Netaji, the patriot among patriots

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Netaji, the prince of patriots
"The greatest curse for a man is to remain a slave. The grossest crime is to compromise with injustice and wrong. The highest virtue is to battle against inequity, no matter what the cost may be."
                                                - Netaji Subhas Chandra Bose

Lakhs of people pin their faith on the existence of a person who has not been heard since 1945. Not a few of them cherish a hope that , that man may yet return to lead them - this is all about the immortal revolutionary patriot - Netaji Subhas Chandra Bose. Freedom of our nation is the result of sacrifices made by so many patriots.

Netaji, the prince of patriots, is an integral part of Indian freedom movement.

In 1956 Clement Atlee (British PM in 1947) visited India, AP Chakrabarthi the then Governor of West Bengal asked a question to him, why the British left India so soon after the allied victory in the world second world war.

Atlee said that, there were so many reasons, but the most important reason was the activities of Netaji Subhas Chandra Bose. Dr R C Mazumdar explained this fact in his book 'Struggle for Independence'. These words of the former British PM shows the significance of Netaji in our independence struggle.

Netaji was born on Jan 23, 1897, in Cuttack the then capital of Orissa. During his younger days he was inspired by the philosophy of Swami Vivekananda.

Subhas had the belief that without spiritual upliftment human life had little or no value. Subhas had been very active in the Neo-Vivekananda group of Calcutta.

In 1919 he got a Bachelors degree in Philosophy. In the same year he went to England for ICS and cleared it with fourth rank in 1920. But Bose's unbounded love for his motherland forced him to throw away his ICS career.

The year 1921 witnessed the dawn of Netaji Bose as a young vibrant political figure in Bengal. Bose had found his political Guru in Deshbandhu Chittaranjan Das.

At the beginning of his political career, Bose had followed the path of Mahatma Gandhi. But later he deviated from Gandhi's path of non-violence and decided to fight against British with arms in his hands.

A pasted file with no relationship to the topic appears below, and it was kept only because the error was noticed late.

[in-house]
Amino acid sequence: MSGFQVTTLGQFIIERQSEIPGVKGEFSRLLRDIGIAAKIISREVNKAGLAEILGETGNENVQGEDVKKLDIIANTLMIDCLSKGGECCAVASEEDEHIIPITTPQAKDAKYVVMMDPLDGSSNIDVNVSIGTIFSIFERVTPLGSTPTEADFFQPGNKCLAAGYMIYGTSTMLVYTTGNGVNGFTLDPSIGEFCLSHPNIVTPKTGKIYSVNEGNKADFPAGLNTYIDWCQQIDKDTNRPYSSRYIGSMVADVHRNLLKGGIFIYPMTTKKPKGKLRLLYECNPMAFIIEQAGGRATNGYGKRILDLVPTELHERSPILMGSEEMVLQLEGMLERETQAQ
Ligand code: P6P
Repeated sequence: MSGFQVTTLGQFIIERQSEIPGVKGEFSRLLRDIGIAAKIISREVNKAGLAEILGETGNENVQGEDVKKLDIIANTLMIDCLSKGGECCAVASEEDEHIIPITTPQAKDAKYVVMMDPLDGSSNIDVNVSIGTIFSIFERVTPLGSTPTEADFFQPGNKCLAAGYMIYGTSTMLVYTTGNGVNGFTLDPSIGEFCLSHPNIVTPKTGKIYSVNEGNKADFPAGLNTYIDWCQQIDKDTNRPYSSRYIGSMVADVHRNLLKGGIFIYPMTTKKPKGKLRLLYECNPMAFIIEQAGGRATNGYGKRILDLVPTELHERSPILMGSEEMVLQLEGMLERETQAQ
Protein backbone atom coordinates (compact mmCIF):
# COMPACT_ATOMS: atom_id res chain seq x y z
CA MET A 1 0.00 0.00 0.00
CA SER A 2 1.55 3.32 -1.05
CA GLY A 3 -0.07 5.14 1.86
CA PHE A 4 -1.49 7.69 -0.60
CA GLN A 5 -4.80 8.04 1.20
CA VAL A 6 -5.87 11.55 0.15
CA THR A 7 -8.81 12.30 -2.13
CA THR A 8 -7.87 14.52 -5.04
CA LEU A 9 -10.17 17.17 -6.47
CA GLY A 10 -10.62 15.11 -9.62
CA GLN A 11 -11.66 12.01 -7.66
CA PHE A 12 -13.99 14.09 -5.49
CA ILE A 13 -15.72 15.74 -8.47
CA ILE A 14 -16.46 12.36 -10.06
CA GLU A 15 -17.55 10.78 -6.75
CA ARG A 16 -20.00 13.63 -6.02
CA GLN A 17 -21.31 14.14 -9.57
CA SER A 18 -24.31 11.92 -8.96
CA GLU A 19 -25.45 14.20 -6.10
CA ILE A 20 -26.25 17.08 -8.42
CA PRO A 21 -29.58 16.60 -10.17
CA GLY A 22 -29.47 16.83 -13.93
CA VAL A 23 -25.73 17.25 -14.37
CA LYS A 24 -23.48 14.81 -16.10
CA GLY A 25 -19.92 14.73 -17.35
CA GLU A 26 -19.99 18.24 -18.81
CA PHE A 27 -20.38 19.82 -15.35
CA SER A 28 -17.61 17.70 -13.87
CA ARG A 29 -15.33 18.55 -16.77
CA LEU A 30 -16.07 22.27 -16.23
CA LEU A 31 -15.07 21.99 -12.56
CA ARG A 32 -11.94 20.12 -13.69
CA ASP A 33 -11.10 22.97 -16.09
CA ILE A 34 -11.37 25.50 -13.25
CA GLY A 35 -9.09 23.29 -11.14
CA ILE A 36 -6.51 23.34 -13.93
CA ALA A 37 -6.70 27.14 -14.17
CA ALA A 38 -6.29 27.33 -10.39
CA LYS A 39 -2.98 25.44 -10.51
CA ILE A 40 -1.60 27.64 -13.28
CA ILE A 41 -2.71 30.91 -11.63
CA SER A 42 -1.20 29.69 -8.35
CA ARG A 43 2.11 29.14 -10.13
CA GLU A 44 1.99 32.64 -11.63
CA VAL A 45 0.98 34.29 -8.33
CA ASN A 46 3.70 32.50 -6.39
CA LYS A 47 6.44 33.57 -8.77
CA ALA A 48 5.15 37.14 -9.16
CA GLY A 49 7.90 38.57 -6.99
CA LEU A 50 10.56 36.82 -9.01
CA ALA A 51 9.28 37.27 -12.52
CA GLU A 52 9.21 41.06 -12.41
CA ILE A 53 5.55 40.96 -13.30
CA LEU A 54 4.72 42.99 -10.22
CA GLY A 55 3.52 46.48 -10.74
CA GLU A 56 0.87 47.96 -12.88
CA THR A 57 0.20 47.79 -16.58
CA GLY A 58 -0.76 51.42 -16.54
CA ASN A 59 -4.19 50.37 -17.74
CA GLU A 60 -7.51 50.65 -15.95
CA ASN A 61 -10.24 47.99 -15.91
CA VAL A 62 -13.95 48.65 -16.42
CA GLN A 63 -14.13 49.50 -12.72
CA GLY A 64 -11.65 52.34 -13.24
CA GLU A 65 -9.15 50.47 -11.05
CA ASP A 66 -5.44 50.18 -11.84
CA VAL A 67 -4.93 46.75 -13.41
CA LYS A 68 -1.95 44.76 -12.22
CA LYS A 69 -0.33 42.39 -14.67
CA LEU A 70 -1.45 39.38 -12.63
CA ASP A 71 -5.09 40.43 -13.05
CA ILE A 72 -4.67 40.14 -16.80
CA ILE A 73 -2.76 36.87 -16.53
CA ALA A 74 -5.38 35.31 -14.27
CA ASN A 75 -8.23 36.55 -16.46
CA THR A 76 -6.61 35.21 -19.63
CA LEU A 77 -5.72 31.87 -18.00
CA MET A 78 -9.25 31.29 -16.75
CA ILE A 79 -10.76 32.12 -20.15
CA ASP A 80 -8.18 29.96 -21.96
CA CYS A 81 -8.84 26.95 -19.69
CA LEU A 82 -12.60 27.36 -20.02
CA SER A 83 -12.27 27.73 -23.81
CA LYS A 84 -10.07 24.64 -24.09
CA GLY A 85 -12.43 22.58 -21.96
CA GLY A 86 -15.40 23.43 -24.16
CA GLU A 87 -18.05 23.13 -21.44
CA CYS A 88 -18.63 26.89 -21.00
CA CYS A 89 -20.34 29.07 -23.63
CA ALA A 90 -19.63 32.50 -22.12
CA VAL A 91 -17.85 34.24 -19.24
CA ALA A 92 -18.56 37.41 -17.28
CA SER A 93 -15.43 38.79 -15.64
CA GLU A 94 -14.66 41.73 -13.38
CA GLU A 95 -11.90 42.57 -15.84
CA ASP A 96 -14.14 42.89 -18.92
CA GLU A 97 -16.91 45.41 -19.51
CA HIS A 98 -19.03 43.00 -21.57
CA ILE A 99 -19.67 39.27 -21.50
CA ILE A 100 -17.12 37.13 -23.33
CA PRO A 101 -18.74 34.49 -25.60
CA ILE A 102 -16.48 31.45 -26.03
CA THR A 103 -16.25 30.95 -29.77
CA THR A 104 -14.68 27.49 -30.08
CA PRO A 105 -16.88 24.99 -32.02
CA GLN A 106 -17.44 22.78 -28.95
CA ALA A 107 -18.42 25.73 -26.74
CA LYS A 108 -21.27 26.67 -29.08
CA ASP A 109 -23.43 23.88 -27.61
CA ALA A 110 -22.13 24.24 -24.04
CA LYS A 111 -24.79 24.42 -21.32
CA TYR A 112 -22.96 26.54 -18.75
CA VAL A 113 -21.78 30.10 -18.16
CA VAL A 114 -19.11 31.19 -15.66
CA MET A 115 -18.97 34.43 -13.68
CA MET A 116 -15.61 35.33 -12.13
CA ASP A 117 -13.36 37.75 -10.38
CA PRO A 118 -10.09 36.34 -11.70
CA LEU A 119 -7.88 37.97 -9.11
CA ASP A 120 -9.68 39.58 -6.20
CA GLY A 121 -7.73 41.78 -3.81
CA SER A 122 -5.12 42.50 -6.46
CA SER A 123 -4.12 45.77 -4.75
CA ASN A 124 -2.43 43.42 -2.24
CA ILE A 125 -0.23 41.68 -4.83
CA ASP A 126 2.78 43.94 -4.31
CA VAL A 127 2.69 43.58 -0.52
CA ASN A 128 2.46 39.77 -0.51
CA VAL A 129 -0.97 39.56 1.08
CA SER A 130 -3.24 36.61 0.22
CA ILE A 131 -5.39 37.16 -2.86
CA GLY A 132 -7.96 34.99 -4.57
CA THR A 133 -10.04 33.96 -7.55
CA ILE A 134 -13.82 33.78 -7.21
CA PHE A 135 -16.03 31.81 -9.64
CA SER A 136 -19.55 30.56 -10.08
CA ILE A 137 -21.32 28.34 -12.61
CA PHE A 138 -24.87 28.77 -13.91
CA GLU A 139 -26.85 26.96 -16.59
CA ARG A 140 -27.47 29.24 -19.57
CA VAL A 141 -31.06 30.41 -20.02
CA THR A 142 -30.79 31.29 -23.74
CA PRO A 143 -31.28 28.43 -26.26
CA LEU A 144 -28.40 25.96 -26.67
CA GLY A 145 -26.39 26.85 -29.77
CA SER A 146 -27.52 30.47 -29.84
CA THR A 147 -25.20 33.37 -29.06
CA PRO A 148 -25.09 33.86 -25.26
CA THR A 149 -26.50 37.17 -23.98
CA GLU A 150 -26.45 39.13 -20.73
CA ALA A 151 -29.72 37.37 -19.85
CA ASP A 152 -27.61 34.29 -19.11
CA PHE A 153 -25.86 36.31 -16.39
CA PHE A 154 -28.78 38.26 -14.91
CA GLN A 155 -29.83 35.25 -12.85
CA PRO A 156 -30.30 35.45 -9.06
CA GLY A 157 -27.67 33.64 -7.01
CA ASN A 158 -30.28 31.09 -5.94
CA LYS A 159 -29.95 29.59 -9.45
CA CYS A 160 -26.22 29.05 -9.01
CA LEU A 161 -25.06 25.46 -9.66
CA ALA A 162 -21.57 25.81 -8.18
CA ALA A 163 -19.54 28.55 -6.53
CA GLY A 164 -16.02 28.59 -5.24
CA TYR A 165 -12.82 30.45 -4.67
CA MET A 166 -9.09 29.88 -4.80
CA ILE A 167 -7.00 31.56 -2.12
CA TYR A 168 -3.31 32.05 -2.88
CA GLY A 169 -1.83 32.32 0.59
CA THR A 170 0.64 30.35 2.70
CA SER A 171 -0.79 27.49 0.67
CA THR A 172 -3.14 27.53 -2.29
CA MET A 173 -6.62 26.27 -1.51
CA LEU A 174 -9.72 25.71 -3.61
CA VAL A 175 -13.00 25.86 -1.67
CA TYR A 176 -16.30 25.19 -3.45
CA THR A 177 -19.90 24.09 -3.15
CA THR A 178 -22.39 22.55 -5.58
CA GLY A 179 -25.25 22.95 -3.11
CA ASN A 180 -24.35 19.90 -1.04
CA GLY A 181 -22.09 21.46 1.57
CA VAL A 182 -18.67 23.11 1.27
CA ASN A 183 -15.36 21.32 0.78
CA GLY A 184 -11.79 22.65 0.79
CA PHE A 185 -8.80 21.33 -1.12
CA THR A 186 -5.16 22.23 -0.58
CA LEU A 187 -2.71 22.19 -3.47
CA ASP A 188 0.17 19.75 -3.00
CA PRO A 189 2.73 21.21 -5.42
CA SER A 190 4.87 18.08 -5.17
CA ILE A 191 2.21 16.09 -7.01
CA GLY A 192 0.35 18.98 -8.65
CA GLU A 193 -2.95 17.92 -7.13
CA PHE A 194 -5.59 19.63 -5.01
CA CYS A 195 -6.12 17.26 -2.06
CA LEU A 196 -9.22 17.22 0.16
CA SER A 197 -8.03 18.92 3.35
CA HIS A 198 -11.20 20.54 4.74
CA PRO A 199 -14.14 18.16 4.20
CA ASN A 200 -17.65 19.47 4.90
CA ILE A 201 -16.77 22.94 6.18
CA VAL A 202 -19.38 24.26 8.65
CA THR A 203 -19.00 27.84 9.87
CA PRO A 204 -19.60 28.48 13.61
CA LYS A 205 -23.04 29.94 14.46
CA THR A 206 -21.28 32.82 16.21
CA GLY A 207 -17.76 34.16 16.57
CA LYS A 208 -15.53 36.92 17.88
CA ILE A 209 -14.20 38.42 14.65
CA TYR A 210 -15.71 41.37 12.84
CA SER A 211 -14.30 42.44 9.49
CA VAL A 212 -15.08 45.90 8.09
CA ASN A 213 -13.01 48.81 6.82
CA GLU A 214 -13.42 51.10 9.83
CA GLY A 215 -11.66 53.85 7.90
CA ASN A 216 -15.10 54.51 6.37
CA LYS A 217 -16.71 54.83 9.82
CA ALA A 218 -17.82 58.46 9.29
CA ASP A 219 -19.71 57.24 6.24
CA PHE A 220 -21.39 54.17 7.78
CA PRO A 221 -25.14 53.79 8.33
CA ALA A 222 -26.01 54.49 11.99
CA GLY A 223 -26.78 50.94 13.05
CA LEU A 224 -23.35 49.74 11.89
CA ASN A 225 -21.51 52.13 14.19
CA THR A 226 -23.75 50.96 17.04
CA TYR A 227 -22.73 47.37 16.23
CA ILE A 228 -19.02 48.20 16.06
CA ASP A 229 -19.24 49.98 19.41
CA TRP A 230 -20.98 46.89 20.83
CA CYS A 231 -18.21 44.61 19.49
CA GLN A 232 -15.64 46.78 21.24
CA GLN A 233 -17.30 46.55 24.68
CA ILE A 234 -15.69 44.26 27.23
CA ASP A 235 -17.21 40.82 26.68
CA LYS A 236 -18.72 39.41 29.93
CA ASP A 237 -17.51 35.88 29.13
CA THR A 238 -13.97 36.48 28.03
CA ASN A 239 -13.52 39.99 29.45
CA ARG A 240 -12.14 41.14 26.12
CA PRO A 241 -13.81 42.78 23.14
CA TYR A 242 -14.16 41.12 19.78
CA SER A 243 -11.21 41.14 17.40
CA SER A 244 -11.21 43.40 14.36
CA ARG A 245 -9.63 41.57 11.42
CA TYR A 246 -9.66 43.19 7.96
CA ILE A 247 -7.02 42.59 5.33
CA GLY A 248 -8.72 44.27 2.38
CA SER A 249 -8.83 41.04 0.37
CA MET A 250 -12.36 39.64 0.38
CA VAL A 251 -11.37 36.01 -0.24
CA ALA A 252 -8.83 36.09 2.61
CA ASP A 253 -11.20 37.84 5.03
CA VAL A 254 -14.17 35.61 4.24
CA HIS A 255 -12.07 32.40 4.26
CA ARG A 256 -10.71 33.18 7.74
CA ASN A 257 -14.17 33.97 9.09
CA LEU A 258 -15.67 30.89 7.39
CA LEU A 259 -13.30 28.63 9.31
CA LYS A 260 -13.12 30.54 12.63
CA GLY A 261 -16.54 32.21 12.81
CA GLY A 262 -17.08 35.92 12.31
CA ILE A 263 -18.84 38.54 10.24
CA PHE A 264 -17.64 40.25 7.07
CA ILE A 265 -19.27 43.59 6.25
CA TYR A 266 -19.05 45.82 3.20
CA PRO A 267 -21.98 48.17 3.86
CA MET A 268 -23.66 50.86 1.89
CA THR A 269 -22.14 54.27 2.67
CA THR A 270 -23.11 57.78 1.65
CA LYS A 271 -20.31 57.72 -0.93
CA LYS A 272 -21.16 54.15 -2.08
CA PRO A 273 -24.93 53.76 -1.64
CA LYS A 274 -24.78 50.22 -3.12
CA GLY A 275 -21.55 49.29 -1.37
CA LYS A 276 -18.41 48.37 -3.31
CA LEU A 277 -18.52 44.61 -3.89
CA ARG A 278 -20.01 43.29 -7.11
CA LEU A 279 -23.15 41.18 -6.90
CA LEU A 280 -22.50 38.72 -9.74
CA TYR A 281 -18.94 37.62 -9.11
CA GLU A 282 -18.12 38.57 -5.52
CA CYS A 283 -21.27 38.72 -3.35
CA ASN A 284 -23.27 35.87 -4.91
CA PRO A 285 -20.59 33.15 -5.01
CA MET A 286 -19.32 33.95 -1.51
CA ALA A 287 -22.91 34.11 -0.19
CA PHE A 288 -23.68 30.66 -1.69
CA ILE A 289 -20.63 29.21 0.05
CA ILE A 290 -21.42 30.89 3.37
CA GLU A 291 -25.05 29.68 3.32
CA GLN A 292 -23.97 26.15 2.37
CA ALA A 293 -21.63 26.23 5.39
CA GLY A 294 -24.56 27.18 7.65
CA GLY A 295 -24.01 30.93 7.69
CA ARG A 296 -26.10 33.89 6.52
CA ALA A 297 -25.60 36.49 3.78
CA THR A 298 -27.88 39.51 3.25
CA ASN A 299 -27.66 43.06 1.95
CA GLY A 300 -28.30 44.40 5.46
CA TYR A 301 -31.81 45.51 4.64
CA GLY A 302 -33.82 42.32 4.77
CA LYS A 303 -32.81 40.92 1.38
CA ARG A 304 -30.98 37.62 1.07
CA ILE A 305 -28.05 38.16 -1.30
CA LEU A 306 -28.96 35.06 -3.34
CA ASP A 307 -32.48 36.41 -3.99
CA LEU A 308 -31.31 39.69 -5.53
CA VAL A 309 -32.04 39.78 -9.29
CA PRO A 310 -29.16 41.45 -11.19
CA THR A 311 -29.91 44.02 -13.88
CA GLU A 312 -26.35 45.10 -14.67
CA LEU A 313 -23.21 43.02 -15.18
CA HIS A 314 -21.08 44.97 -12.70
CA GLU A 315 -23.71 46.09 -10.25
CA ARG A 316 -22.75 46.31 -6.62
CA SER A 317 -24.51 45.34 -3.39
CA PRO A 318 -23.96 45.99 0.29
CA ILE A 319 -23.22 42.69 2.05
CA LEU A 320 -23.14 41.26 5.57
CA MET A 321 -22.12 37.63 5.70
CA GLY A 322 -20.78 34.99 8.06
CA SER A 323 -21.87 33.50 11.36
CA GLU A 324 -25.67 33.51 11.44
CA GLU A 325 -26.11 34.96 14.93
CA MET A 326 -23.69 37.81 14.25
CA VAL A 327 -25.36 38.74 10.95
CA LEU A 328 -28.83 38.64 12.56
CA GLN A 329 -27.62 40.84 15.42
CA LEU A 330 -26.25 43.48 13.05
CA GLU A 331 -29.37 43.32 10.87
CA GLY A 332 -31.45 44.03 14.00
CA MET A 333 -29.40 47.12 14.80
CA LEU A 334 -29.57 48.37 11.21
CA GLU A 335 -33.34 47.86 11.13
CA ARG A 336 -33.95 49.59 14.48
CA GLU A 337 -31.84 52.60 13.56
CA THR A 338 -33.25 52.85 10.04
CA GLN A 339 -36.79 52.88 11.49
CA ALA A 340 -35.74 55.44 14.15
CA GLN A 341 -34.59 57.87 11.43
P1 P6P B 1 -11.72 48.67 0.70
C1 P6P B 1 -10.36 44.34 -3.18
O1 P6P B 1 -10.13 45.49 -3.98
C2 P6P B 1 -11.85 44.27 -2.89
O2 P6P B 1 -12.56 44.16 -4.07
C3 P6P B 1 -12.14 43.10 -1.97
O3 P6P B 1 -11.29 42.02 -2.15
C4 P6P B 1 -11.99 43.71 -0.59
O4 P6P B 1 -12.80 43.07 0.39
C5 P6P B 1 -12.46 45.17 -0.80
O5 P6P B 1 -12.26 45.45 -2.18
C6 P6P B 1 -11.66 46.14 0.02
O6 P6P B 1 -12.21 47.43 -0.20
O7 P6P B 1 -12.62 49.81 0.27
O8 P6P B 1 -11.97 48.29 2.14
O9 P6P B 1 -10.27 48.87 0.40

In 1939 he formed a political organisation called Forward Bloc. The objective of Forward Bloc would be the capture of political power by Indian masses as early as possible, and the reconstruction of India's economy on a socialist basis.

Netaji's ultimate aim was the freedom of his motherland. To achieve his aim he had joined with Axis powers Germany, Italy and Japan. Though he was a worshiper of shakthi, he seemed to have entertained an admiration for Hitler and Mussolini. But Netaji's ideolgy was neither Nazism nor Fascism.

The Congress and the Communists had criticised Bose for his attitude. For the communists Netaji was a fascist, a Quisling, a Nazi stooge and a puppet of Japan.

Netaji defended all his criticisms with these words,"Any man or state who fight against British imperialism can offer us his aid. Any man or state which marches with British is our foe.

Before one fighting against German Nazism or Italian Fascism or Japanese Expansionism, there must be an end for British Imperialism. After all nothing would be greater and nobler than trying to regain a nation's freedom."

In 1943 he reorganised Indian National Army (INA) and assumed the supreme command of the army. He had also set up a provisional Government of free India. INA became a symbol of India fighting for independence.

Later it was the INA which indirectly sparked the revolts in the Royal Indian Air Force and the Royal Indian Navy.

With the defeat of Japan and its allies in the second World war, the very foundation on which the provisional Government and the INA had built their edifice had crumbled.

According to the official reports, Netaji was killed in an aircrash on18 August,1945, in TaiHoku near Taiwan. It is believed that the ashes kept on Rankoji temple in Japan is of Netaji. There were many stories spread about Netaji's death.

Some people believed that he was in an asylum in Russia. But the most held belief was that Swami Sharda Nandji of Shoulmari Ashram, on the West Bengal- Assam border, was none other than Bose.

Bose was a man of destiny. By his struggle for freedom in the face of overwhelming odds, he has incribed his name in shining letters in the scrolls of Indian history.

He has taken his place with Rana Pratap and Chatrapati Shivaji as a national figure in the heroic tradition. Bose deserves equal credit with Gandhi in Indian Freedom struggle. Bose's great saga is an inspiration to all Indians as Dr Sarvepalli Radhakrishnan observed, " Future generations would read the amazing story of Netaji's life with pride and reverence and salute him as one of the great heroes who heralded India's dawn."

*The views expressed in this article are solely that of the author and do not necessarily represent those of Oneindia.in or of Greynium Information Technologies Pvt Ltd. *

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